St. Giles, Abbot: Saint of the Day for Tuesday, September 01, 2020

St. Giles, Abbot (Patron of Physically Disabled) Feast day – September 1 St. Giles is said to have been a seventh century Athenian of noble birth. His piety and learning made him so conspicuous and an object of such admiration in his own country that, dreading praise and longing for a hidden life, he left his home and sailed for France. At first he took up his abode in a wilderness near the mouth of the Rhone river, afterward near the river Gard, and, finally, in the diocese of Nimes. He …

Three O’ Clock Prayer to the Divine Mercy: Prayer of the Day for Tuesday, September 01, 2020

You expired, O Jesus,
but the source of life gushed forth for souls
and an ocean of mercy opened up for the whole world.
O Fount of Life,
unfathomable Divine Mercy,
envelop the whole world
and empty Yourself out upon us.
O Blood and Water,
which gushed forth from the Heart of Jesus
as a fount of mercy for us,
I trust in You.


The God of Surprises

When men are ordained, they often return to their home parish to celebrate their first Mass and preach, so that the community from which they were called can rejoice with them at the beginning of their ministry as priests. It is a wonderful and joyful moment.

In Luke’s Gospel, Jesus goes to his hometown to give his first sermon. It didn’t go so well.

What was in his Heart as he read the scroll and sat down to teach? “The eyes of all… looked intently at him.” Surely, Jesus looked intently at them, perhaps even eagerly. He came to his hometown to begin his preaching and to share the Good News with them first; he says clearly that he is the Messiah Isaiah had prophesied. His beautiful and loving discourse moved them to be “amazed at the gracious words that came from his mouth.”

But things turn sour when he tells them the full truth: that the grace and salvation of God are for ALL people, Gentile as well as Jew. They become furious, even trying to hurl him over a cliff. But it is not yet his time and his mission is not yet fulfilled, so he mysteriously “passed through the midst of them and went away.”

Jesus reveals to the world that God loves all, and that the full truth is what makes us fully free. It is our own narrowness and selfishness and prejudice that keep us (and others) confined in false notions and prisons of propaganda. For the Jews of Jesus’ time, the falsehood was that only THEY were privy to God’s love and mercy, and that the letter of the law was enough to make one righteous. They had convinced themselves that the Messiah would come with mighty vengeance and kingly authority and vindicate them from the oppression of pagan political power. They were not open to a different narrative, and certainly not open to the possibility that Joseph’s son – so familiar to them – was worthy of supernatural faith.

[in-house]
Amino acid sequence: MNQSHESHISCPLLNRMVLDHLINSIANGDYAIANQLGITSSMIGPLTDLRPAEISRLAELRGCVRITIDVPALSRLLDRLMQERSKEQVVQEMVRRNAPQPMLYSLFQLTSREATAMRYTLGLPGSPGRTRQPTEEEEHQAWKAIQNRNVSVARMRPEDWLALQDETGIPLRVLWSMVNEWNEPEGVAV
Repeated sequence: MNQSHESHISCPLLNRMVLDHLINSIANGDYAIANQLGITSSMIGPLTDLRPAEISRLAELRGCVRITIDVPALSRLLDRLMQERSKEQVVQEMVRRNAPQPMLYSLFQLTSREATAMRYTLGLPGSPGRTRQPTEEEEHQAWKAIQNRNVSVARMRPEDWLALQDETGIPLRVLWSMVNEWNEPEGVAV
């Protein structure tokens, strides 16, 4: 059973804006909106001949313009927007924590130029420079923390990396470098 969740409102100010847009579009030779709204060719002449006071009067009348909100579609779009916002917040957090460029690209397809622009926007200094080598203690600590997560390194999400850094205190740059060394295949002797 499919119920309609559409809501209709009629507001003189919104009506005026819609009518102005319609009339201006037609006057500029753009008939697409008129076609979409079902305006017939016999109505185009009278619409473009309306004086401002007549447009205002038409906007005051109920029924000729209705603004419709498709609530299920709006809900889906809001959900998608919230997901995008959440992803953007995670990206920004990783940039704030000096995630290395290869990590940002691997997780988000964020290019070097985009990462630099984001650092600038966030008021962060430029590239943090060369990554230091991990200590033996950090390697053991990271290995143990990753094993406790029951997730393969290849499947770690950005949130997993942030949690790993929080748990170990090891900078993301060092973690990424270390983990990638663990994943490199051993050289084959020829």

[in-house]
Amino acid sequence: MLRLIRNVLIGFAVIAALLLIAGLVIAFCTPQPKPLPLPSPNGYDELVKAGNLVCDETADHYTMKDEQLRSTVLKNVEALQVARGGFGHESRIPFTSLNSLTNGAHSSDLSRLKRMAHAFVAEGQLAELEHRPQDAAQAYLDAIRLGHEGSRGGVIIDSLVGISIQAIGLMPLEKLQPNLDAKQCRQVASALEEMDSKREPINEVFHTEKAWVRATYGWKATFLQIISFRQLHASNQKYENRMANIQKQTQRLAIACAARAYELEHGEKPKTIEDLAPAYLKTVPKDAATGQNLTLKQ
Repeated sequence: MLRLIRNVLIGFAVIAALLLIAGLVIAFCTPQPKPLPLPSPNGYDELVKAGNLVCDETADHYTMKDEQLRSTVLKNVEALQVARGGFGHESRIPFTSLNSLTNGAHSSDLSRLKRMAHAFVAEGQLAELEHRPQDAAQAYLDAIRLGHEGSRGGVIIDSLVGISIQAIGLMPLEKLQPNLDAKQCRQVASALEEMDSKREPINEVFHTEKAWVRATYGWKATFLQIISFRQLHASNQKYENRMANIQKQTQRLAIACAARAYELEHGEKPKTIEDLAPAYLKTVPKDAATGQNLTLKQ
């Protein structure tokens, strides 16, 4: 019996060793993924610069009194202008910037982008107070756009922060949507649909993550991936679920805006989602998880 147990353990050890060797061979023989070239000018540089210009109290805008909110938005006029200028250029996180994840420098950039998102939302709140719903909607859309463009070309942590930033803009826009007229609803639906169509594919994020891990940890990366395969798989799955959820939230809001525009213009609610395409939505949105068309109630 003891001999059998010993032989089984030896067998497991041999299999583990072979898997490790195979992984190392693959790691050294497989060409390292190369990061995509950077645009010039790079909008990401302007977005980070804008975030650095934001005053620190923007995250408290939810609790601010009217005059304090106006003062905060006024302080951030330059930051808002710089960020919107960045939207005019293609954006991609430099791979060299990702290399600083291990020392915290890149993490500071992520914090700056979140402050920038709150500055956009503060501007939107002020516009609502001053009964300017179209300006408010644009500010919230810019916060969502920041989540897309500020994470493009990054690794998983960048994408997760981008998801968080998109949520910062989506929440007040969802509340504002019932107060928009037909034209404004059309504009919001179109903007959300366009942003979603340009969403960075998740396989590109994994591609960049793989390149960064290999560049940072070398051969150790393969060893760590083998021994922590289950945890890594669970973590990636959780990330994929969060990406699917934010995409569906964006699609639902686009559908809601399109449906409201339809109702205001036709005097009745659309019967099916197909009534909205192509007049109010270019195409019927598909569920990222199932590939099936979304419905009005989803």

Prejudice and familiarity are great obstacles to the deep humility and loving faith needed to be truly open to God’s grace! If we block out possibilities because we think we know, or our hearts fall into routine or boredom, we are not open to the beautiful surprises of grace. We fail to see them, we explain them away, or we attribute them to something else. God doesn’t stop working in our lives, but we stop seeing Him at work!

So it is good to ask the Spirit to show us where our blind spots are, where our narrowness or selfishness is blocking the light of God at work in us and in the world, and what we can do right now – today – to be more open to the fullness of truth. We can pause with Christ to see where our own notions might block our ability to see the full Truth. Then we are closer to being fully free.

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Kathryn Mulderink, MA, is married to Robert, Station Manager for Holy Family Radio. Together they have seven children (including newly ordained Father Rob and seminarian Luke ;-), and two grandchildren. She is a Secular Discalced Carmelite and has published five books and many articles. Over the last 25 years, she has worked as a teacher, headmistress, catechist, Pastoral Associate, and DRE. Currently, she serves the Church as a writer and voice talent for Catholic Radio, by publishing and speaking, and by collaborating with the diocesan Office of Catechesis, various parishes, and other ministries to lead others to encounter Christ and engage their faith. Her website is

St. Raymond Nonnatus: Saint of the Day for Monday, August 31, 2020

Raymond was born at Portella, Catalonia, Spain. He was delivered by caesarean operation when his mother died in childbirth. Hence his name non natus (not born). He joined the Mercedarians under St. Peter Nolasco at Barcelona. He succeeded Peter as chief ransomer and went to Algeria to ransom slaves. He remained as hostage for several slaves when his money ran out and was sentenced to be impaled when the governor learned that he had converted several Mohammedans. He escaped the death sentence …

Prayer of Spouses for Each Other: Prayer of the Day for Monday, August 31, 2020